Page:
Management calls are usually, for the most part, fairly mundane. It’s usually not a good sign for a call to be “interesting”, and this quarter we picked up on several “interesting” themes.
In some regards, the second quarter of 2016 seems to be much of a continuation of the first for the asset management space. Most managers are continuing to enjoy handsome margins, but growth appears to be virtually nonexistent and stresses seem to be increasing, generally, across the industry. Although commodity prices have picked up some since the beginning of the year, equities have continued to struggle, favoring ETFs and a flight to other passive instruments, while global strategies have suffered from increased volatility in the aftermath of Brexit among other touchpoints of political unrest. Active managers seem to be struggling to distinguish and substantiate their offerings to retain clients after a period of extended relative underperformance. The DOL’s Fiduciary Rule adds a twist to all of this. Although the ruling was intended to primarily impact financial advisors, the ruling expanded regulatory authority over financial advice for IRA holders and the “appropriateness” of fees. Otherwise known as the “Conflict of Interest” rule, the Fiduciary Rule prohibits compensation models that conflict with the client’s best interest, and further scrutinizes the risk appropriateness of certain product offerings.
As we did last quarter, we take a look at some of the pacemakers in the traditional asset management industry and how they have dealt with the myriad of challenges in the first half of the year.
Theme 1: Although uncertainty remains about the timing and impact of the DOL’s Fiduciary Rule, managers across the board are focused on the challenges and opportunities implicit in the ruling.
- “As I have discussed in past calls, broadening access to NextShares to include major fund distributors is critical to near term commercial success. Significant progress continues toward that goal. Since the publication in March of the final Department of Labor rule adopting a fiduciary standard for advice to covered retirement accounts, our conversations with broker-dealers are increasingly highlighting the potential role of NextShares in helping advisors address their heightened responsibilities as fiduciaries under the DOL rule.” – Eaton Vance’s Tom Faust
- “The Department of Labor’s recent fiduciary standard rule has elevated the scrutiny over the appropriateness of fees and product choices. Advisors are demanding solutions for their clients and better technology to support their practice. […] Our investment in Project E (a series of tech, product and brand initiatives) will bring new options to our clients in a more robust technology platform for the financial advisors associated with our broker-dealer, ultimately strengthening the competitiveness of this channel. We believe we will be able to fully address the DOL requirements while preserving our ability to grow advisor productivity and sales with the ongoing inclusion of our products.” – Waddell & Reed’s Philip James Sanders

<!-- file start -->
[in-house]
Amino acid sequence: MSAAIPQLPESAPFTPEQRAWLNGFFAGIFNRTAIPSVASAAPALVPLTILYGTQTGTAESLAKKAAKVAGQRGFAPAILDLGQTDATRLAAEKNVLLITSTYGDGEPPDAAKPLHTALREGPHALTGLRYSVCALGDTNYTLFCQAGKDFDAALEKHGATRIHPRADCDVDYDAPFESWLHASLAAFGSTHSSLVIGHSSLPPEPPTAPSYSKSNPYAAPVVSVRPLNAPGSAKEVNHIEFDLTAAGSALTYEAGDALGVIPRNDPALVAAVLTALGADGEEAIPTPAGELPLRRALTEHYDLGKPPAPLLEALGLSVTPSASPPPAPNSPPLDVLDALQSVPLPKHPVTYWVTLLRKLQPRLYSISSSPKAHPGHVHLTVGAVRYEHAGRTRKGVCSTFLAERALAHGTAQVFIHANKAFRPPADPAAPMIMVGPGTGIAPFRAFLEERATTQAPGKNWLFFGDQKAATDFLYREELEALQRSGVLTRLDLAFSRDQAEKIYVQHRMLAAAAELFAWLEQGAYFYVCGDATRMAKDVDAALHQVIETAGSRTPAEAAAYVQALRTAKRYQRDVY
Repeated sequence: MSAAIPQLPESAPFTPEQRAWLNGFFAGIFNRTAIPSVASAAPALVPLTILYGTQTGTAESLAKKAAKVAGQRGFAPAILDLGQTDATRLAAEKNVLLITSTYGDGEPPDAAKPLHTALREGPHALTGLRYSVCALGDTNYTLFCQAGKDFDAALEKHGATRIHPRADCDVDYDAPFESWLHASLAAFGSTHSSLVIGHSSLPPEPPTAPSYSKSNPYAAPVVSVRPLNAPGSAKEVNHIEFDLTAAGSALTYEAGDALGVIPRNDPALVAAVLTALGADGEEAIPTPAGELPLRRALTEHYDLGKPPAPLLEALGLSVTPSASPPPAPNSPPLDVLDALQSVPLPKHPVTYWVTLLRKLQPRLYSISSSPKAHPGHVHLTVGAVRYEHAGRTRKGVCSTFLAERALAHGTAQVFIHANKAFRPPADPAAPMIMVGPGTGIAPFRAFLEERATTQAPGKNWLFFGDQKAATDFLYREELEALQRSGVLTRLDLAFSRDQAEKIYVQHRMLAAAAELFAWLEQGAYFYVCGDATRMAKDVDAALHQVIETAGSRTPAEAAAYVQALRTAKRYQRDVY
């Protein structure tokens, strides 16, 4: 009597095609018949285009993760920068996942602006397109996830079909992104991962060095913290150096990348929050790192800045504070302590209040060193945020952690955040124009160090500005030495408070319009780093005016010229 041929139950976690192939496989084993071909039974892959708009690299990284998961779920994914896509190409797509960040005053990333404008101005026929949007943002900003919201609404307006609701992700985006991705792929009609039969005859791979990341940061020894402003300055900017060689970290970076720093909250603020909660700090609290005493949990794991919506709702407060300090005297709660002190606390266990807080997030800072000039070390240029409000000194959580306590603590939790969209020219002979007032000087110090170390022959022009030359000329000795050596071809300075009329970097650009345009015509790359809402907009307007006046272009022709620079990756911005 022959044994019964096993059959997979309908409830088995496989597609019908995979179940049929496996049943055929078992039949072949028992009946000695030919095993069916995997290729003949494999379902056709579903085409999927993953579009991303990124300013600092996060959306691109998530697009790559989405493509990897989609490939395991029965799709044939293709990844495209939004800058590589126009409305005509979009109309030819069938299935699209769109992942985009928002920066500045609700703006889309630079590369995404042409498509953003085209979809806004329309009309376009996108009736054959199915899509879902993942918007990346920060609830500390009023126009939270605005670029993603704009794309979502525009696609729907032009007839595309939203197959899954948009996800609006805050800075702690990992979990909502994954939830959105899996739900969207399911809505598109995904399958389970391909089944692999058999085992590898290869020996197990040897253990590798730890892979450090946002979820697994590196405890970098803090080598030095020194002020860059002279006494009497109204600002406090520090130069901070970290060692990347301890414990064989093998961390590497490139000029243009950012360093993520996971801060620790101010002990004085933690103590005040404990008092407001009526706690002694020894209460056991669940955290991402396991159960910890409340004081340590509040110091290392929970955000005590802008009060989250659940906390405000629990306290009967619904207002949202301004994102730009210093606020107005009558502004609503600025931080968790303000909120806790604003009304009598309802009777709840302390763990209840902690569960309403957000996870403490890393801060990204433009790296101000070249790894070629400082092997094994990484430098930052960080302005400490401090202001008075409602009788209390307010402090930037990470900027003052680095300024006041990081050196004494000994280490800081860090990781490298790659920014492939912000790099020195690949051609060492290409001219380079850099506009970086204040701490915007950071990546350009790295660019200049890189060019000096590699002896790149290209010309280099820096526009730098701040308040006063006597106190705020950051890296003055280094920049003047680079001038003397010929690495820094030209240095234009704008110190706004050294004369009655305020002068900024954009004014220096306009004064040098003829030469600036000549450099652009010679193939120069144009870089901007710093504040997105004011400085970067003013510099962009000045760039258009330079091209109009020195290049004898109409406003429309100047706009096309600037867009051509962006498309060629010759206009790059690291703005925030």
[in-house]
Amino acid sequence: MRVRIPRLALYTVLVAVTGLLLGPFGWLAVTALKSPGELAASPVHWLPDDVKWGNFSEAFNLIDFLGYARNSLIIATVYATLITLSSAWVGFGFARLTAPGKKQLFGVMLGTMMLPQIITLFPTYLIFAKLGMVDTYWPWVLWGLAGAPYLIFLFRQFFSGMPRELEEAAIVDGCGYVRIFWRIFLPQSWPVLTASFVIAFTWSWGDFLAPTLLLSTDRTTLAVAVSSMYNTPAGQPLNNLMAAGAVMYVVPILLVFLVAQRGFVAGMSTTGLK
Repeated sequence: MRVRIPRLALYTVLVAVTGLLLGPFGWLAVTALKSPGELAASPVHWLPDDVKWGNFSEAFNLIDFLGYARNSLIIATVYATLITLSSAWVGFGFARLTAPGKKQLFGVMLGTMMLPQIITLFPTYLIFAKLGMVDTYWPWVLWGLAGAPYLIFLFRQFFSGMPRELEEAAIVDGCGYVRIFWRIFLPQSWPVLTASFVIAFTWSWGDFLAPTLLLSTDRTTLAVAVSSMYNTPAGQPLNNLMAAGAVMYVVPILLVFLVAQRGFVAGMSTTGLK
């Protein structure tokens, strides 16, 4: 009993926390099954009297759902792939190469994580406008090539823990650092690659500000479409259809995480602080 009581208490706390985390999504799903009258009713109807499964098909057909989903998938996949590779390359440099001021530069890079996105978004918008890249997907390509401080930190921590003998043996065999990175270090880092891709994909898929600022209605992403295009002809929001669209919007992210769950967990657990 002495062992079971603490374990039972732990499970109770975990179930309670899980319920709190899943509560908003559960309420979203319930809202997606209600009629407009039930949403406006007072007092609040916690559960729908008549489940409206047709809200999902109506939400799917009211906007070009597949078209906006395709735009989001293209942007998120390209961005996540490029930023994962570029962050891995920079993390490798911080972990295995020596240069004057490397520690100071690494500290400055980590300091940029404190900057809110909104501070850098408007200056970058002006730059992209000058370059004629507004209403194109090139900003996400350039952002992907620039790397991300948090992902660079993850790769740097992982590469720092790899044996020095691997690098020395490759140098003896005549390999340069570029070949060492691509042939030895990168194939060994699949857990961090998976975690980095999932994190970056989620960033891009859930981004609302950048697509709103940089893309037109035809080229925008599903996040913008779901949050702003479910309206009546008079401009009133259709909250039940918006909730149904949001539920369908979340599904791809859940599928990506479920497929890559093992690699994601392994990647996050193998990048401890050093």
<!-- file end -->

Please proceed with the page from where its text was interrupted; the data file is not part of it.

- “We’re hearing conversations about all kinds of things, relative to DOL. A couple of things that I think are relevant are – pricing was already decelerating. […] The other piece of DOL I think is that distributors will look intently at their investment offerings and the breadth of them. And in addition to pricing, I think risk, however defined, will be front and center in those discussions. And you’ve read publicly that one large broker dealer has announced a plan to dramatically prune its product offerings. Whether others follow suit remains less clear. But I think this amalgam of risk and expense will be very much a part of the DOL discussion.” – Waddell & Reed’s Thomas W. Butch
- “We’re waiting for some more work done on the client side, frankly, to interpret what those new DOL rules will mean for their businesses. And then we’ll follow along. We have, obviously, some concerns. We also see opportunities for us in the changing landscape. But it’s really too early to have conviction.” – Janus’s Richard Weil
- “I think if the large firms move towards more SMA type accounts, we feel pretty well-positioned for that. As you know, in the tax-aware muni space, that’s a huge incentive or a huge opportunity for us and has been growing persistently for almost 18 months. So that’s an example of us being able to both pivot and take advantage of [the DOL ruling].” – AllianceBerstein’s Peter Kraus
Theme 2: The volatility experienced in the aftermath of Brexit was immediate and acute, but not life-threatening. Many managers believe the impact will be short-term, and have continued to grow their international investments in both Europe and Asia.
- “The Brexit vote in June was yet another episode of volatility and uncertainty. […] The absolute returns of our non-US and global strategies have been impacted in recent periods by poor market performance and overseas developed markets, particularly in Europe.” – Artisan Partners’s Eric Colson
- “I think that Brexit over the long-term will be good for the UK. It will result in some short-term pain, probably a brush with recession. But long term, I think it’s good that they can control their own destiny apart from being tied to Europe. And in terms of commercial real estate in the UK, we are expecting prices to decline anywhere from 5% to 15% or 20% depending on the property type and the biggest declines are being expected in the office market. However, we think that for some other property type such as industrial where for example the decline in the pound could be good for trade interest and to the property markets in London.” – Cohen & Steers’s Joe Harvey
- “We are now investigating how best to service our growing Japanese business and may add additional resources to support that effort. And we have a search underway for a new head of non-US distribution. As our investment capabilities grow more global, it seems natural to focus more attention on serving clients in international markets. While it is unlikely that we’ll do something dramatic, the changes afoot in the US market lend greater urgency to our desire to make Eaton Vance a more global company.” – Eaton Vance’s Tom Faust